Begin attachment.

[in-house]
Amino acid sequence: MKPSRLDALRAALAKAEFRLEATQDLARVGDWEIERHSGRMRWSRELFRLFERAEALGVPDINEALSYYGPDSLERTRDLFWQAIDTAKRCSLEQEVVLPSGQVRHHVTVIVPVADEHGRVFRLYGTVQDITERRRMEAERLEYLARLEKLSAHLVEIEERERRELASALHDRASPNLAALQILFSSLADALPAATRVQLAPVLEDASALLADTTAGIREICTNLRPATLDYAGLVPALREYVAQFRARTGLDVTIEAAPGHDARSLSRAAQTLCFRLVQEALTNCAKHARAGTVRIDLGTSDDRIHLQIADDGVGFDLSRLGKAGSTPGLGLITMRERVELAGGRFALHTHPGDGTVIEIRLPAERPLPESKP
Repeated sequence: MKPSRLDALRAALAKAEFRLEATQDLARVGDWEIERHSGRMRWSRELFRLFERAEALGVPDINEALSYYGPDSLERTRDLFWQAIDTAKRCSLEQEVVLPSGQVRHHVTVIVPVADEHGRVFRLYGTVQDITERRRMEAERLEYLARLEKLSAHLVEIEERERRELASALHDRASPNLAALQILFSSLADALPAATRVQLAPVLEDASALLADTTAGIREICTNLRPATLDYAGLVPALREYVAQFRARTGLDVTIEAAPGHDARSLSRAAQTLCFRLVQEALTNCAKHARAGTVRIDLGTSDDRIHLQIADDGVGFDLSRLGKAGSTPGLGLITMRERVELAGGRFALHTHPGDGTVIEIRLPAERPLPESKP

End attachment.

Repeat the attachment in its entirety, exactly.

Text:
[in-house]
Amino acid sequence: MKPSRLDALRAALAKAEFRLEATQDLARVGDWEIERHSGRMRWSRELFRLFERAEALGVPDINEALSYYGPDSLERTRDLFWQAIDTAKRCSLEQEVVLPSGQVRHHVTVIVPVADEHGRVFRLYGTVQDITERRRMEAERLEYLARLEKLSAHLVEIEERERRELASALHDRASPNLAALQILFSSLADALPAATRVQLAPVLEDASALLADTTAGIREICTNLRPATLDYAGLVPALREYVAQFRARTGLDVTIEAAPGHDARSLSRAAQTLCFRLVQEALTNCAKHARAGTVRIDLGTSDDRIHLQIADDGVGFDLSRLGKAGSTPGLGLITMRERVELAGGRFALHTHPGDGTVIEIRLPAERPLPESKP
Repeated sequence: MKPSRLDALRAALAKAEFRLEATQDLARVGDWEIERHSGRMRWSRELFRLFERAEALGVPDINEALSYYGPDSLERTRDLFWQAIDTAKRCSLEQEVVLPSGQVRHHVTVIVPVADEHGRVFRLYGTVQDITERRRMEAERLEYLARLEKLSAHLVEIEERERRELASALHDRASPNLAALQILFSSLADALPAATRVQLAPVLEDASALLADTTAGIREICTNLRPATLDYAGLVPALREYVAQFRARTGLDVTIEAAPGHDARSLSRAAQTLCFRLVQEALTNCAKHARAGTVRIDLGTSDDRIHLQIADDGVGFDLSRLGKAGSTPGLGLITMRERVELAGGRFALHTHPGDGTVIEIRLPAERPLPESKP